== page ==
Red-teaming and alternative analysis methods would help governments prepare for the worst while attempting to determine Iran’s effects on the region. For the most powerful man in Iran “entrusted with guarding the revolution”, now might seem harder than ever to give up on what he perceives are Iran’s inalienable rights, something U.S. policy should do its best to try and understand.
Iran today seems to be flirting with the process of negotiations, but not the concept of engagement. Due to the numerous missed chances for engagement on both sides, ‘domestic constituencies’ in both countries seem to show little flexibility toward accommodating one another. To help solve this, simple campaign-level foreign policy responses are not going to be enough. The United States needs to find a way to incentivize a change in direction, not only because Khamenei may or may not take it, but also because the United States once again can reaffirm its moral ground and could expand its ‘coalition’ for coercive diplomacy. Presently, Ayatollah Khamenei’s sense of vindication is soaring, but so too is it’s cost to Iran.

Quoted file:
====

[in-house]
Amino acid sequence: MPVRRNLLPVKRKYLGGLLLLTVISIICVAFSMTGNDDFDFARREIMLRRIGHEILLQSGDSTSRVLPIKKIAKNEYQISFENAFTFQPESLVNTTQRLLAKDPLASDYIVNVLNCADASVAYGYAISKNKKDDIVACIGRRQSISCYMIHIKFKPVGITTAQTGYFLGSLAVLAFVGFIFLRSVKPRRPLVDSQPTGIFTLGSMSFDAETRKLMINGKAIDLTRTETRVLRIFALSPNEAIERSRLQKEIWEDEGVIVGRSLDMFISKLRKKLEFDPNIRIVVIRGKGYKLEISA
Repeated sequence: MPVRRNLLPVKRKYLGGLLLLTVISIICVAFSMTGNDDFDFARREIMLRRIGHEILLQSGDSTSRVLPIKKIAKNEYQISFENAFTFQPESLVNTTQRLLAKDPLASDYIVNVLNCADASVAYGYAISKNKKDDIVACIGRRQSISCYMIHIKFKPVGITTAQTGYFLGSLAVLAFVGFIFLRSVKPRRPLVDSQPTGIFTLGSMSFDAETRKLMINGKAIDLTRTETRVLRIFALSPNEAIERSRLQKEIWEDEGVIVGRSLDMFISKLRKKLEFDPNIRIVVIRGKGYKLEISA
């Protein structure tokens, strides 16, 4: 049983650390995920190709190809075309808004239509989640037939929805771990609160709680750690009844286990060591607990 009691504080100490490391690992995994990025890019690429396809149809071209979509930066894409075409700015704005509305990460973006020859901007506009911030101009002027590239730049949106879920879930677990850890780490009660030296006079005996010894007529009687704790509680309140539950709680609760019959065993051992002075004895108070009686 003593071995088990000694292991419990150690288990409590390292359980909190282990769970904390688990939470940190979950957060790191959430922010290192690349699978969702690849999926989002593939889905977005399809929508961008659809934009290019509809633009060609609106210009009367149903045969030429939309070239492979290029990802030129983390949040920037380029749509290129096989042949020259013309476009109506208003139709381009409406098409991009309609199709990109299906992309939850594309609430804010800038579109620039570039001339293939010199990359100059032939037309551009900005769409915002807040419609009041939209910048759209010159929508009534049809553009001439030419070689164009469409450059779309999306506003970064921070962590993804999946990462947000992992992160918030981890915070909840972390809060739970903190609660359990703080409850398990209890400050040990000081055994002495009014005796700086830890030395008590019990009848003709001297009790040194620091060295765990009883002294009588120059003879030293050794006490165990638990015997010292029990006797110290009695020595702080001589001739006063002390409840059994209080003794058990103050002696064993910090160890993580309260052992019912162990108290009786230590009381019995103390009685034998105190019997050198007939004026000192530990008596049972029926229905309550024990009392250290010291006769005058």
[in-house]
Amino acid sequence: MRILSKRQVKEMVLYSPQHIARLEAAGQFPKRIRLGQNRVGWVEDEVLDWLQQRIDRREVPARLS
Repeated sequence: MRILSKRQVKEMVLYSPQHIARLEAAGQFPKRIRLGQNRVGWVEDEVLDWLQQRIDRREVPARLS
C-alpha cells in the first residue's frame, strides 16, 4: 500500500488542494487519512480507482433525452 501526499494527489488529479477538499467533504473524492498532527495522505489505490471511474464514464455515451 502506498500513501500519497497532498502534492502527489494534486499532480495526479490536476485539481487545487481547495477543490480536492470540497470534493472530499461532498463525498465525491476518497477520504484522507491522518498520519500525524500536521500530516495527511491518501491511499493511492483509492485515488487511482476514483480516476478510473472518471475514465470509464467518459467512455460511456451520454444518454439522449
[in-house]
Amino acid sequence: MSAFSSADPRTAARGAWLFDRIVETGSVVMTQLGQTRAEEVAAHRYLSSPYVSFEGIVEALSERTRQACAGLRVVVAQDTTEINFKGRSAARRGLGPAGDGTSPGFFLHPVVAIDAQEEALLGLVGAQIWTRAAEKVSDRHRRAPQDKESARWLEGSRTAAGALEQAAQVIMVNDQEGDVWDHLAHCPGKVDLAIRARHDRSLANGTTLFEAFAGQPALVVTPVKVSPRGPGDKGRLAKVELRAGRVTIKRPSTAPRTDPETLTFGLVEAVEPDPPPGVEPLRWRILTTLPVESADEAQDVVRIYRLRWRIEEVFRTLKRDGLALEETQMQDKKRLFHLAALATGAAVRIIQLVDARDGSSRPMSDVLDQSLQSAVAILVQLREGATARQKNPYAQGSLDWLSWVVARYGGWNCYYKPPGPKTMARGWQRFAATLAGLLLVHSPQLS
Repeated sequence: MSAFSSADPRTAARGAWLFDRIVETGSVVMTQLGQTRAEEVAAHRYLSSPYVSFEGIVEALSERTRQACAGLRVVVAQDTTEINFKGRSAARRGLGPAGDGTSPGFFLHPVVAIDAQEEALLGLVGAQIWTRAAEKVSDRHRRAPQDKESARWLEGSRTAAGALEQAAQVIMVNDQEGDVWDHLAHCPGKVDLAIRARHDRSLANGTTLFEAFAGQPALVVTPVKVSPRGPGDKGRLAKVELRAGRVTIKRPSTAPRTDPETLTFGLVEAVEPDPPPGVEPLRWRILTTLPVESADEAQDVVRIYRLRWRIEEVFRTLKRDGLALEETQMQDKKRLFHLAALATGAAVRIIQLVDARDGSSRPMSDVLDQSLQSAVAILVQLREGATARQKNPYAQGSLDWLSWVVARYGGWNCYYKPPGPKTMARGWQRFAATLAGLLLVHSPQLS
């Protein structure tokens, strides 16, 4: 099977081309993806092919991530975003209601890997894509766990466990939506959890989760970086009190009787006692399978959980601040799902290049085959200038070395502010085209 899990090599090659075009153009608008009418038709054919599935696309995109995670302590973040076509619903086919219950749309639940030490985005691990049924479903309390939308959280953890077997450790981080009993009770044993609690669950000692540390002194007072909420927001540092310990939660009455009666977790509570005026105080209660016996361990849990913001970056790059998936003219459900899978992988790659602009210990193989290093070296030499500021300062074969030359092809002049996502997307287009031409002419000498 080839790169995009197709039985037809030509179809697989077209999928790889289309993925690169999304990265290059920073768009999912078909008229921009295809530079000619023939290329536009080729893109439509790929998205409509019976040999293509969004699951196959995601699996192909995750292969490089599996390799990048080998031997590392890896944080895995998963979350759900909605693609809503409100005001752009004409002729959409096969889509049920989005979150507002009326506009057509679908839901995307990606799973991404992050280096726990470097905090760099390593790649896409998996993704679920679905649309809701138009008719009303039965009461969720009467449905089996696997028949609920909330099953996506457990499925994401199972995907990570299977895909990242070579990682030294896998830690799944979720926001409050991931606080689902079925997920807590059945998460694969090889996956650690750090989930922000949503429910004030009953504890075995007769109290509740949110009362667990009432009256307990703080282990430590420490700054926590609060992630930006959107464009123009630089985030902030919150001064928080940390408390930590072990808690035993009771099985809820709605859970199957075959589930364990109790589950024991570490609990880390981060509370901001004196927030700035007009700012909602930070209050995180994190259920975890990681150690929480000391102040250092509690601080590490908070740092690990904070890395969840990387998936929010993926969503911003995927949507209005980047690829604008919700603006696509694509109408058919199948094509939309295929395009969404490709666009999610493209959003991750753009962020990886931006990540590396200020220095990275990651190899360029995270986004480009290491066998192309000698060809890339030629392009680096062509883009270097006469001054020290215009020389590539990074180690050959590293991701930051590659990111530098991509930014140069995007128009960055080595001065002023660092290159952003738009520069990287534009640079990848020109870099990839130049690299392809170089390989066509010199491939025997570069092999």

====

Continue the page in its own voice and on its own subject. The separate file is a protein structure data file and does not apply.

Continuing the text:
*Behnam Ben Taleblu is a graduate of The Elliott School of International Affairs at The George Washington University. He has worked and interned at numerous think tanks, consulting, and communication firms in the greater Washington D.C. area.